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Football News: Sporting Villains Part 1: Spain's Paralympic Basketball Team 2000

Sporting Villains Part 1: Spain's Paralympic Basketball Team 2000
Image from: freelargeimages.com

Sporting Villains Part 1: Spain's Paralympic Basketball Team 2000

It seemed only right to start this new series on 'Sporting Villains' with possibly the biggest villains of all time, the Spanish Paralympics Intellectually Disabled Basketball team from the Sydney Paralympics in 2000. They were part of the most successful ever Spanish Paralympics team, in what seemed like a feel good story, at least initially.

That team won every game on their way to the gold medal, beating Russia in the final 87-63 and the pictures of the team celebrating made the front pages of all the newspapers. However there were suspicions appearing amongst the comments in Madrid-based newspaper Marca's coverage, as people left comments along the lines of "I have played against him, he is not disabled". Suspicions that increased when the team did not come out of the main entrance with the rest of the team when they arrived back in Madrid to a triumphant welcome.

Instead they had been sneaked out of a side entrance, all dressed in hats, dark glasses and beards, the worst kind of disguises anyone could imagine. However, it would probably all have been forgotten about and no more said if it had not been for one giant fuc.... mistake the Spanish had made. They had included in their basketball team a certain Carlos Ribagorda, who just happened to be a journalist for business magazine Capital, and in no way at all intellectually disabled.

He had joined the team with the sole intention of writing a story on it for the magazine, with the blessing of his editor, who had even prepared the headlines and front cover ready for his return. Ribagorda's article made a number of claims, but they were denied by a a certain Fernando Martin Vicente, who was a member of the International Paralympics Committee (IPC), vice-president of the Spanish Paralympic Committee (CPE) and president of the Spanish Federation of Sportspeople with Intellectual Disabilities (FEDDI). Martin Vicente stated: "I am completely sure that no fraud has existed. All athletes have undergone the appropriate controls."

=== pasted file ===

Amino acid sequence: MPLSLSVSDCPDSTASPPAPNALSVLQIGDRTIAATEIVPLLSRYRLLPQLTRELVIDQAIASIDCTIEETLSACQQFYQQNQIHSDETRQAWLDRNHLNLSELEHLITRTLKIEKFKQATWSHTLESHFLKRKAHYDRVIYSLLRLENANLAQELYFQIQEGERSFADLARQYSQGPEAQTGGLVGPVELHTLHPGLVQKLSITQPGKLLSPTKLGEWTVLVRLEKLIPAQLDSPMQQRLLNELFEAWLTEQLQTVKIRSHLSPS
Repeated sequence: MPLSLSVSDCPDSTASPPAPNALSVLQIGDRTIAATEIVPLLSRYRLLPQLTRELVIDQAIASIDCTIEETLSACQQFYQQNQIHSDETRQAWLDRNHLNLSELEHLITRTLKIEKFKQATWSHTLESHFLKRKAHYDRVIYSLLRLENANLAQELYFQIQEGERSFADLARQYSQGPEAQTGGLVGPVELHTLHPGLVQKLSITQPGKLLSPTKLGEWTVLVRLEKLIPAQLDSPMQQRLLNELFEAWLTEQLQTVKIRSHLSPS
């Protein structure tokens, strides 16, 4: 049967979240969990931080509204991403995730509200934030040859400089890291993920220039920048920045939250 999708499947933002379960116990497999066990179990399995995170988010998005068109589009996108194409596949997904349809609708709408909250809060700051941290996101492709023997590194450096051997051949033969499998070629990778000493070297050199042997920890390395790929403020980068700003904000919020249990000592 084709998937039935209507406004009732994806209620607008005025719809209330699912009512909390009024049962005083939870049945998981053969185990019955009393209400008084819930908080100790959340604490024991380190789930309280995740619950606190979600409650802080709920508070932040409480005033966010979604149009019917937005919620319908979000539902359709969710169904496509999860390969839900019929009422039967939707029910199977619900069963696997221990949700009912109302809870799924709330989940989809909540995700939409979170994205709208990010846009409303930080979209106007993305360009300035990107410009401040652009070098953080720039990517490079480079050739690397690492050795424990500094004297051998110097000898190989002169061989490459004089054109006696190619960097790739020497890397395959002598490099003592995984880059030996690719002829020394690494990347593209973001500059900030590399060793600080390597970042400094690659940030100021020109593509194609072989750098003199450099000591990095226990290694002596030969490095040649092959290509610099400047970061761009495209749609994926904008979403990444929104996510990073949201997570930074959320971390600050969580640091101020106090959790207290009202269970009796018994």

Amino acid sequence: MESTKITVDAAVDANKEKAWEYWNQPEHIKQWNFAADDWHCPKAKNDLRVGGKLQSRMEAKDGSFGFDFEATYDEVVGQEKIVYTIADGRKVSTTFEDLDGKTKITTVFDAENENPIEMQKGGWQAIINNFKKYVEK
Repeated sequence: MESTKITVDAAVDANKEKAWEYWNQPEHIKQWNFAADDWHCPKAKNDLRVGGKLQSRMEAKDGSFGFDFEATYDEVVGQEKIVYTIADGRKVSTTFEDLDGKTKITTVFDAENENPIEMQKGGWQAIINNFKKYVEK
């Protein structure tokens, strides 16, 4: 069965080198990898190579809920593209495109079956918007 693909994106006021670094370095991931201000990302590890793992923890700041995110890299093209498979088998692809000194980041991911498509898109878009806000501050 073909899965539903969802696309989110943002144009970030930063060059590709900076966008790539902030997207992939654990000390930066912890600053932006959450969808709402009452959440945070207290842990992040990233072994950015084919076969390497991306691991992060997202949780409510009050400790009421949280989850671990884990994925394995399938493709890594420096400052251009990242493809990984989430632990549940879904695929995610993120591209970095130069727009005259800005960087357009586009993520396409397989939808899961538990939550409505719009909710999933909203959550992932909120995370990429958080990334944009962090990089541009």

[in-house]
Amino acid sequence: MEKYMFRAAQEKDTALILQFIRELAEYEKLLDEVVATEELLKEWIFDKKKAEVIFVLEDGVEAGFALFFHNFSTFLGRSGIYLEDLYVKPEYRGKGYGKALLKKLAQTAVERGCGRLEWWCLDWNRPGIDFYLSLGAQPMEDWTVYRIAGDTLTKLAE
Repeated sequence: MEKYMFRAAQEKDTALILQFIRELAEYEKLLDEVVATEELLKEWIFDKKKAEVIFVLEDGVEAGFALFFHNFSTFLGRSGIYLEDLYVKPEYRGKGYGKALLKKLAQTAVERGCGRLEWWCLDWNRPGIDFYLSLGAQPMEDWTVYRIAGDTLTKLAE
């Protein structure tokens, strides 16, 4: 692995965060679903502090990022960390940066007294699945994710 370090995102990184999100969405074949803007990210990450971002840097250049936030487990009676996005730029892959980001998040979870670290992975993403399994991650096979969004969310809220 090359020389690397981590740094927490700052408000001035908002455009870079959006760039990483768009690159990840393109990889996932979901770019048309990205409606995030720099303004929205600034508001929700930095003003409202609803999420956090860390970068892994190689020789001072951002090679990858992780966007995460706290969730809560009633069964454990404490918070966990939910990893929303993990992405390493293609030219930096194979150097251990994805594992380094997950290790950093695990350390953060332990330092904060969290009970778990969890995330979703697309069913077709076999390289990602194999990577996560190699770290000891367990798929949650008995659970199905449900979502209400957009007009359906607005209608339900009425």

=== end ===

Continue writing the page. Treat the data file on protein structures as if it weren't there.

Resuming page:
"I couldn't believe it when I was told the whole Paralympics movement was a farce. I had to see it with my own eyes so I took part in the Iberian Cup in Portugal prior to the Sydney games. None of the twelve players who made up our team were mentally disabled." - Carlos Ribagorda

However Martin Vicente's bluster was not enough to persuade anyone and the IPC suspended him while an investigation was launched into Ribagorda's claims. It soon emerged that Martin Vicente, despite his claims of being too important to get involved in choosing the competitors, was in fact the central figure in the whole scandal. An involvement that dated back to 1975, when the former Madrid city councillor and father to a disabled child had set up the National Association of Special Sports (ANDE).

The association received large sums of state funding, 'coincidentally' Martin Vicente's personal wealth was also growing, reaching millions and he also owned a yacht, 8 cars, 5 houses and a number of large parcels of land. Ribagorda believed that greed was behind the cheating, as huge sponsorship deals with major companies such as Telefonica and BBVA were at stake and depended on the Spanish team being successful in Sydney.